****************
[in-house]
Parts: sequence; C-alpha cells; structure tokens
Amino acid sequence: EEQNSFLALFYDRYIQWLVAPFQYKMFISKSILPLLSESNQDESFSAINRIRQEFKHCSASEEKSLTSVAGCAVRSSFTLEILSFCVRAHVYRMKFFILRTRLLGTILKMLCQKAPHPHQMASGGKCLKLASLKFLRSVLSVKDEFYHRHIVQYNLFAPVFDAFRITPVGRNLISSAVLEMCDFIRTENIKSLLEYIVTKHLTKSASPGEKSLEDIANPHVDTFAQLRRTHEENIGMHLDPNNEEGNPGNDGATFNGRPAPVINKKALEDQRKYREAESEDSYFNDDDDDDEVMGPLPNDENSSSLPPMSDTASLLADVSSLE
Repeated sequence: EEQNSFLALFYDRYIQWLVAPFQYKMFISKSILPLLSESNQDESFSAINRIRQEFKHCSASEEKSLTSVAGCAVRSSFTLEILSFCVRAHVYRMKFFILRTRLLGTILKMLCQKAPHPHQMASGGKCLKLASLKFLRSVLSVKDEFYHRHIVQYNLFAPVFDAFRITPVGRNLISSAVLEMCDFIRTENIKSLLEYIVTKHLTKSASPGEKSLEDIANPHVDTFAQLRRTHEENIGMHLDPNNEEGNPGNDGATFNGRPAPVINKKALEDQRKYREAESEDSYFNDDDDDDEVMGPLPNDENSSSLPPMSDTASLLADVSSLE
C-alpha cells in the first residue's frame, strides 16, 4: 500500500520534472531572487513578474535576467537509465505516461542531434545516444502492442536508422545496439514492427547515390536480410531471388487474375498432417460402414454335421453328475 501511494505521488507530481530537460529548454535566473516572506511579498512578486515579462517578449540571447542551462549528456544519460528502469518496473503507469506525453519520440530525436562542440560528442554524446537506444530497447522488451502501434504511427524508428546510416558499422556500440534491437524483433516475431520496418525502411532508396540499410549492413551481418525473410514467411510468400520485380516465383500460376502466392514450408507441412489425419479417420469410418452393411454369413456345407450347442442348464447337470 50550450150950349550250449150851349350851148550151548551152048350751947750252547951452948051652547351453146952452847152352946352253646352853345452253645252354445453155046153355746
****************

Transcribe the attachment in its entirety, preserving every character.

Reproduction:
[in-house]
Parts: sequence; C-alpha cells; structure tokens
Amino acid sequence: EEQNSFLALFYDRYIQWLVAPFQYKMFISKSILPLLSESNQDESFSAINRIRQEFKHCSASEEKSLTSVAGCAVRSSFTLEILSFCVRAHVYRMKFFILRTRLLGTILKMLCQKAPHPHQMASGGKCLKLASLKFLRSVLSVKDEFYHRHIVQYNLFAPVFDAFRITPVGRNLISSAVLEMCDFIRTENIKSLLEYIVTKHLTKSASPGEKSLEDIANPHVDTFAQLRRTHEENIGMHLDPNNEEGNPGNDGATFNGRPAPVINKKALEDQRKYREAESEDSYFNDDDDDDEVMGPLPNDENSSSLPPMSDTASLLADVSSLE
Repeated sequence: EEQNSFLALFYDRYIQWLVAPFQYKMFISKSILPLLSESNQDESFSAINRIRQEFKHCSASEEKSLTSVAGCAVRSSFTLEILSFCVRAHVYRMKFFILRTRLLGTILKMLCQKAPHPHQMASGGKCLKLASLKFLRSVLSVKDEFYHRHIVQYNLFAPVFDAFRITPVGRNLISSAVLEMCDFIRTENIKSLLEYIVTKHLTKSASPGEKSLEDIANPHVDTFAQLRRTHEENIGMHLDPNNEEGNPGNDGATFNGRPAPVINKKALEDQRKYREAESEDSYFNDDDDDDEVMGPLPNDENSSSLPPMSDTASLLADVSSLE
C-alpha cells in the first residue's frame, strides 16, 4: 500500500520534472531572487513578474535576467537509465505516461542531434545516444502492442536508422545496439514492427547515390536480410531471388487474375498432417460402414454335421453328475 501511494505521488507530481530537460529548454535566473516572506511579498512578486515579462517578449540571447542551462549528456544519460528502469518496473503507469506525453519520440530525436562542440560528442554524446537506444530497447522488451502501434504511427524508428546510416558499422556500440534491437524483433516475431520496418525502411532508396540499410549492413551481418525473410514467411510468400520485380516465383500460376502466392514450408507441412489425419479417420469410418452393411454369413456345407450347442442348464447337470 50550450150950349550250449150851349350851148550151548551152048350751947750252547951452948051652547351453146952452847152352946352253646352853345452253645252354445453155046153355746